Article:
FIG. 2A depicts a typical way in which a conventional search of an area of the ocean using acoustic pulses can be conducted. As seen in FIG. 2A, a vessel such as an unmanned underwater vehicle (UUV) can search a 10 km by 10 km area of the ocean using conventional acoustic detection methods such as a “mowing-the-lawn” pattern making multiple passes across one direction of the area, to cover the search area. In a conventional search, an acoustic pulse can be generated by an acoustic source on the UUV. The UUV then can receive the return signals scattered from underwater objects such as mines and can process those returned signals in conventional ways to identify and locate those objects so that they can be avoided and/or eliminated.

One drawback of this conventional method is that it is relatively slow and has relatively limited coverage. As seen in the table in FIG. 2A, if a typical UUV travels at a speed of approximately 3 to 4 knots, and each pass has a swath width of approximately 2 km, it can take from 7 to 10 hours for a search of a 10 km by 10 km area to be completed.

FIG. 2B depicts an exemplary way in which a search of the same area of the ocean can be conducted using the system and method of the present invention. In the method of the invention, an array of acoustic sensors, such as sensors mounted on sonobuoys 201 a to 201 n at the ocean surface, is deployed via aircraft over a predetermined area with known or determinable positions. In the exemplary configuration shown in FIG. 2B, a 10 km by 10 km square search area is covered by 11 sonobuoys on each side, the sonobuoys being placed approximately 1 km apart. As seen in FIG. 2B, an area that is surrounded by three or more acoustic sensors comprises a search cell such as cell 202. The maximum size of the search cell for a particular sensor array is determined by, for example, the power spectrum of the acoustic source (e.g., the power spectrum of the laser), object reflectivity, and the acoustic attenuation distance corresponding thereto. In an exemplary embodiment, search cell size is in the range of 0.1 to 1 km, but it will be understood by one skilled in the art that other ranges, both longer and shorter, are possible and are within the scope of the present disclosure.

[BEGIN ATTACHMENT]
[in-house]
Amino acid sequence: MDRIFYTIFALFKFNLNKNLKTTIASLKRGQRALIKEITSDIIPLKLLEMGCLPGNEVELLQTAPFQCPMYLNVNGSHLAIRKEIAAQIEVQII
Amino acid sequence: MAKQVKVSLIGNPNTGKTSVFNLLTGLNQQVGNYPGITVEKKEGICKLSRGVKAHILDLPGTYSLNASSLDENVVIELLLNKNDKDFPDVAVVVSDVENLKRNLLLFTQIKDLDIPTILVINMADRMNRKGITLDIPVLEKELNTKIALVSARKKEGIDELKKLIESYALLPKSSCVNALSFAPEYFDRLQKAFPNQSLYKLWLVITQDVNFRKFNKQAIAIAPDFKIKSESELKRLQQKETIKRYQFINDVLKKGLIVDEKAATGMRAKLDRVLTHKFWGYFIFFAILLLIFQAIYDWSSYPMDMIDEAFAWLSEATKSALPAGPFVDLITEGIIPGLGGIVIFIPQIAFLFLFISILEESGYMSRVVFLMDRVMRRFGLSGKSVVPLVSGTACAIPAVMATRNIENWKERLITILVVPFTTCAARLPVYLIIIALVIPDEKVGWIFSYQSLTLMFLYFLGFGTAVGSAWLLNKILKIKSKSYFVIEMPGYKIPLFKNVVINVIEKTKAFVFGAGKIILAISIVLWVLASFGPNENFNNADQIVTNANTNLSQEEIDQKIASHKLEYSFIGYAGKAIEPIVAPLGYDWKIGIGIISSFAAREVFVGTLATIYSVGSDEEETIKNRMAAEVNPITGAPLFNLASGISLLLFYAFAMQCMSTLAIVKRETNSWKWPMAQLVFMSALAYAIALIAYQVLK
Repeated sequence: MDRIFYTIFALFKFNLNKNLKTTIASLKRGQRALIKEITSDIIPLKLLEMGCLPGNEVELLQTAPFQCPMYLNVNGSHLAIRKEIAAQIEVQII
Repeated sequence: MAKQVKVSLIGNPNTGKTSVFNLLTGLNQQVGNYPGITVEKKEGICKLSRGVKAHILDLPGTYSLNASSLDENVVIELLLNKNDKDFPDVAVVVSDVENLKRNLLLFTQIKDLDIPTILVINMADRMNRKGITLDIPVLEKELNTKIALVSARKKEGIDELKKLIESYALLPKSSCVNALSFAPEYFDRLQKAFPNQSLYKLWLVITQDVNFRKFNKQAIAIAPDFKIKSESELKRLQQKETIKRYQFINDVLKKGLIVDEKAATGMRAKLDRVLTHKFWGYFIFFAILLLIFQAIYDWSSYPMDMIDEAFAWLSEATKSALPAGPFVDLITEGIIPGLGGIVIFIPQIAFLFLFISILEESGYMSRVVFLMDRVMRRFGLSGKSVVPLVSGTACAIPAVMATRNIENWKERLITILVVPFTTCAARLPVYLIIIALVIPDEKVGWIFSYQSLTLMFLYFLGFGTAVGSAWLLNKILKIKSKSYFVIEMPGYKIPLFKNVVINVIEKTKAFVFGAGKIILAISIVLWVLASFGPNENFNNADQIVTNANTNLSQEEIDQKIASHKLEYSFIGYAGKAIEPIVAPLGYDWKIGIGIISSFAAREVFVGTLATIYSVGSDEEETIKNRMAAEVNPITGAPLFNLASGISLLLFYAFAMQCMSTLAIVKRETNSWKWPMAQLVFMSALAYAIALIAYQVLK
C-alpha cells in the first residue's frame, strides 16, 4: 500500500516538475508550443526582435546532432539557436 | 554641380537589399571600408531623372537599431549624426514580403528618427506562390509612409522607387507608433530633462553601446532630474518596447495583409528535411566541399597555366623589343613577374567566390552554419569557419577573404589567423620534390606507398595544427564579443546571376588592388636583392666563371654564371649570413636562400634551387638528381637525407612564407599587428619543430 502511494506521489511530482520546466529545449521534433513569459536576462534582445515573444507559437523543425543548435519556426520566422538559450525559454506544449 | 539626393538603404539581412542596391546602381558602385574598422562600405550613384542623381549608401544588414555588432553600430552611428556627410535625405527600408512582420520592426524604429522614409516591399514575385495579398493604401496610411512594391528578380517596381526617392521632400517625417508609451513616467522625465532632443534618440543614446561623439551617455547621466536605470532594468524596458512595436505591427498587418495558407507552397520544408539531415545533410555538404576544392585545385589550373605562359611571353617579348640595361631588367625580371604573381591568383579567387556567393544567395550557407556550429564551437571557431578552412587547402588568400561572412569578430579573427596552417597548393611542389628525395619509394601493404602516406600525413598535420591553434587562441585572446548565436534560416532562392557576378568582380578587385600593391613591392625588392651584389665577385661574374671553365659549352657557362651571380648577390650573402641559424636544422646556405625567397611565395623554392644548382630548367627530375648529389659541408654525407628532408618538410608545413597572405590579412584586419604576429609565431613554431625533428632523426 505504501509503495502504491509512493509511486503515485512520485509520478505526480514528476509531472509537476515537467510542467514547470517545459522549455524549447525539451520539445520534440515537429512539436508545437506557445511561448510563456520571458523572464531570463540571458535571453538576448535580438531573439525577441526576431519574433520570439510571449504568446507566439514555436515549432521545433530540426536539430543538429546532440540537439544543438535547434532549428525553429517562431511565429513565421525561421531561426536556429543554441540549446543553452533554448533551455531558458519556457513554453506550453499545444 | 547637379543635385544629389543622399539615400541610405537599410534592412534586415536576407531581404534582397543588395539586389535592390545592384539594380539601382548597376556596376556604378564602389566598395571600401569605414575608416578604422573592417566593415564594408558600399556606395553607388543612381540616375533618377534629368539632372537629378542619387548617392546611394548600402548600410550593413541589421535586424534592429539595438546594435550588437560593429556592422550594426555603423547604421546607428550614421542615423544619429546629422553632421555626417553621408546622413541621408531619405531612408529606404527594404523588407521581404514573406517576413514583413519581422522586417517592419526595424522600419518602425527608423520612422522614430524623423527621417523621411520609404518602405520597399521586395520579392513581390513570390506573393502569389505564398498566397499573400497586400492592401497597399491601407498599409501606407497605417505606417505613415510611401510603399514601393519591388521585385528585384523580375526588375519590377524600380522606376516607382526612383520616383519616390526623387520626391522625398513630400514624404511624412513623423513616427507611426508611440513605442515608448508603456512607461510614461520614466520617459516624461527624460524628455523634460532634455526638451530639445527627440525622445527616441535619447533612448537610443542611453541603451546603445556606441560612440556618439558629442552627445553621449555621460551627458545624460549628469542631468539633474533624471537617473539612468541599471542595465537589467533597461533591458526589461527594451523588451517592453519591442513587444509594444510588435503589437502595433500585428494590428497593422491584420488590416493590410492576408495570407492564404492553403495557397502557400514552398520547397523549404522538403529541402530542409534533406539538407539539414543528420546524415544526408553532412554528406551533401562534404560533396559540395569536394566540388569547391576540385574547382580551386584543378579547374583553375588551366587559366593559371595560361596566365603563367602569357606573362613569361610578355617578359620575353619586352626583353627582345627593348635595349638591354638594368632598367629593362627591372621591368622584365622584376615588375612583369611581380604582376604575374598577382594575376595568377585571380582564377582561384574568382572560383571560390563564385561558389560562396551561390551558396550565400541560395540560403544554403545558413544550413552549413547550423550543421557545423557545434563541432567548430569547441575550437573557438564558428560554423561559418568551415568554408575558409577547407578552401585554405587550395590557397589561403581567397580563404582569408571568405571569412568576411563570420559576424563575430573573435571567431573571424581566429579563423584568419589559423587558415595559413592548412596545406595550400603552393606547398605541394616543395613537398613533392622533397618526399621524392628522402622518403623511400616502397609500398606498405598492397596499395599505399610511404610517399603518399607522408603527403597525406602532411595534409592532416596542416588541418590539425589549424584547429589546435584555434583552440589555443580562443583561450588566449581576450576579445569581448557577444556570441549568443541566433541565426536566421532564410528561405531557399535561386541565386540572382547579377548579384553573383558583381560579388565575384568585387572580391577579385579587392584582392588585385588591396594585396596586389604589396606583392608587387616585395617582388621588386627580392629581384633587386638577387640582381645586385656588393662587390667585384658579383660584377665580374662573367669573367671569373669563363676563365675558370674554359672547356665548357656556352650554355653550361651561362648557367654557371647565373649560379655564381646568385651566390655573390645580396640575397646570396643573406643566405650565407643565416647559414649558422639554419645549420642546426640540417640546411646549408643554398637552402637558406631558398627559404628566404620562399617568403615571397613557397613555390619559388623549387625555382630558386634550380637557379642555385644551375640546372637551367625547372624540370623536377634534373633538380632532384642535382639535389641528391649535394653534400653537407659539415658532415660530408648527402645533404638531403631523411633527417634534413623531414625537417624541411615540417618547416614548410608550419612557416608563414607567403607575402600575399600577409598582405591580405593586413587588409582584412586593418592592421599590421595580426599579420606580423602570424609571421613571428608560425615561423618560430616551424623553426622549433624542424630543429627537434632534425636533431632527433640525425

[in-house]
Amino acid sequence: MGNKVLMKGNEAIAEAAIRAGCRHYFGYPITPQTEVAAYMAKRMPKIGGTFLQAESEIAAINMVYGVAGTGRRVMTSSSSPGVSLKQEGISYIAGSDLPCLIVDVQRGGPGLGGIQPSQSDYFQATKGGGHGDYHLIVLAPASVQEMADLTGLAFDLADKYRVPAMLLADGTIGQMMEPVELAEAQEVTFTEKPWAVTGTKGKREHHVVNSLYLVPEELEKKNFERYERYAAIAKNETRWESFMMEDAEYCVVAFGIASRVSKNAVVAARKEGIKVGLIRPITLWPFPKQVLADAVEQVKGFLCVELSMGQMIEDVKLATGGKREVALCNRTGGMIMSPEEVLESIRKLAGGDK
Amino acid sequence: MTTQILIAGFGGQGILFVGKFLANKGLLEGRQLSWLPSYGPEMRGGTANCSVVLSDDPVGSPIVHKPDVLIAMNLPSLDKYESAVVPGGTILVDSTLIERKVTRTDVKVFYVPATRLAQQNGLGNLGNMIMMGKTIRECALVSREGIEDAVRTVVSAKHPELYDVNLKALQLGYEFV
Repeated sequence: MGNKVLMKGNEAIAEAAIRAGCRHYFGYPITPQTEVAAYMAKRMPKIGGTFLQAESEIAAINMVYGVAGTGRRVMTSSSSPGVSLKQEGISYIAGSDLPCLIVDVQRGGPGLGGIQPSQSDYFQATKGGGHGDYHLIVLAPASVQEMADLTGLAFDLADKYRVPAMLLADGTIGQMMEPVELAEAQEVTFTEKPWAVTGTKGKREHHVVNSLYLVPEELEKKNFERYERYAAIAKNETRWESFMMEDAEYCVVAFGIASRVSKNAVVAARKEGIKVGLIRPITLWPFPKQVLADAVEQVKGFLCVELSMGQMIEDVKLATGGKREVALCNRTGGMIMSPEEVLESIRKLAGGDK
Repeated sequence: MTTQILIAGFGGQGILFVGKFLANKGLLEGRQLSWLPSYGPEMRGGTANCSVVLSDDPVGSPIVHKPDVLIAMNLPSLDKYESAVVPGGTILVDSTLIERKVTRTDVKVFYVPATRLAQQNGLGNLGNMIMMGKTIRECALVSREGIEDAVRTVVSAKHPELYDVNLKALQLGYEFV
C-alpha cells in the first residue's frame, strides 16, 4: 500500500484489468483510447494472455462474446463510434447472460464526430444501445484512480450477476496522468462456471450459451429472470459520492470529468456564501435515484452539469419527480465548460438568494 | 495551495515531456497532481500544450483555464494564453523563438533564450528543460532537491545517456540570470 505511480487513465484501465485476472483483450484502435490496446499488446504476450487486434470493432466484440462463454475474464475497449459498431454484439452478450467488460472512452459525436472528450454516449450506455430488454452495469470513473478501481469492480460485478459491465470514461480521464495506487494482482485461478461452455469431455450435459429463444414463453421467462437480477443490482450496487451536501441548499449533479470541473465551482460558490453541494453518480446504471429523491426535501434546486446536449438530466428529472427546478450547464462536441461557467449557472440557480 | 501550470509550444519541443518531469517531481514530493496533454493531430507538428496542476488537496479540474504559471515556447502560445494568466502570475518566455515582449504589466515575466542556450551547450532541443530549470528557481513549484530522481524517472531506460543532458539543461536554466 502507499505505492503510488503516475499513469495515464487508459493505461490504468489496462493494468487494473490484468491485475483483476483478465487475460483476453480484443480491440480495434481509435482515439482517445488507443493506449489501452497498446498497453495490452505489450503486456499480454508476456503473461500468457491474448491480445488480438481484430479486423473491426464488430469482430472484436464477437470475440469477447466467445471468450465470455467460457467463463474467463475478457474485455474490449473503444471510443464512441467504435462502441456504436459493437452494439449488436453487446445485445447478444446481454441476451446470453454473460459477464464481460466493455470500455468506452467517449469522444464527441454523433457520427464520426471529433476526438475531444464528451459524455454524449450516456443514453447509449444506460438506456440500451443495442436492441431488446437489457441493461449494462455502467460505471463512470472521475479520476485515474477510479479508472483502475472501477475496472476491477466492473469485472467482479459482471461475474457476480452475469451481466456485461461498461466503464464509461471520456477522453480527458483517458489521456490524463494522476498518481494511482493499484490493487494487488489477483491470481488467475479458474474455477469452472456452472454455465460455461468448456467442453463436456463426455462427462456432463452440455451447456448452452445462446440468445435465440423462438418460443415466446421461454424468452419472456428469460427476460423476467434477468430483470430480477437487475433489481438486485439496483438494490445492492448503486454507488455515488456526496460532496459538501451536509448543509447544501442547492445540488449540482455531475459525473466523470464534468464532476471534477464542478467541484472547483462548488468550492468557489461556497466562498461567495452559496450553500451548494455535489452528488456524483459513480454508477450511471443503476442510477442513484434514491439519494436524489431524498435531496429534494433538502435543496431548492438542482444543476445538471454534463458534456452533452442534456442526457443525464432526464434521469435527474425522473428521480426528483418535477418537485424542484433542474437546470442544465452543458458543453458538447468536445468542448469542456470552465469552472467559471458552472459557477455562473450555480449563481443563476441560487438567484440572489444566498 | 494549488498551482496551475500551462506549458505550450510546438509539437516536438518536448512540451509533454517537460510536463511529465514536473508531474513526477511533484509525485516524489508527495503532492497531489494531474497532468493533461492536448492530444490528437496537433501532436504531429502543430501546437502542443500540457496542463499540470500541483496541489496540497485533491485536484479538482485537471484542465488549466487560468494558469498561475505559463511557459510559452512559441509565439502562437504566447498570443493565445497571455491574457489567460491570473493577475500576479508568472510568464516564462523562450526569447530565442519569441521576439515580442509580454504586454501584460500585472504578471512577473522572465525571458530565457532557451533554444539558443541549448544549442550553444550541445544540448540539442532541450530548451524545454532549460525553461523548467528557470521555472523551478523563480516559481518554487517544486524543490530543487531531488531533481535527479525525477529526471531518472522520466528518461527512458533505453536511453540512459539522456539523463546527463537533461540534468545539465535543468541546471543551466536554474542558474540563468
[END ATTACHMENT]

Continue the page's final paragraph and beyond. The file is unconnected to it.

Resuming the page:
In accordance with the invention, following deployment of the sonobuoys 201 a to 201 n, an aircraft, either the aircraft which deployed the sonobuoys or another aircraft, uses a laser to rapidly generate many acoustic pulses within each search cell. In accordance with the invention, a sensor on each sonobuoy 201 a to 201 n records data regarding the acoustic pulses received by that sonobuoy. As described above, such acoustic pulses can be received via both a direct path and by one or more independent paths scattered from one or more targets, and the recorded data can include the travel time for each pulse and its shape when received. The recorded acoustic pulse data can be transmitted by transmitters mounted on each sonobuoy 201 a to 201 n to a processor for processing. The data regarding the direct-path acoustic pulses can be used to verify the locations of the deployed sonobuoys. In addition, in accordance with the present invention, the data regarding the direct-path and scattered acoustic pulses generated by the laser pulses can be used can be used to provide high probability locations for targets such as mines or other object within each search cell.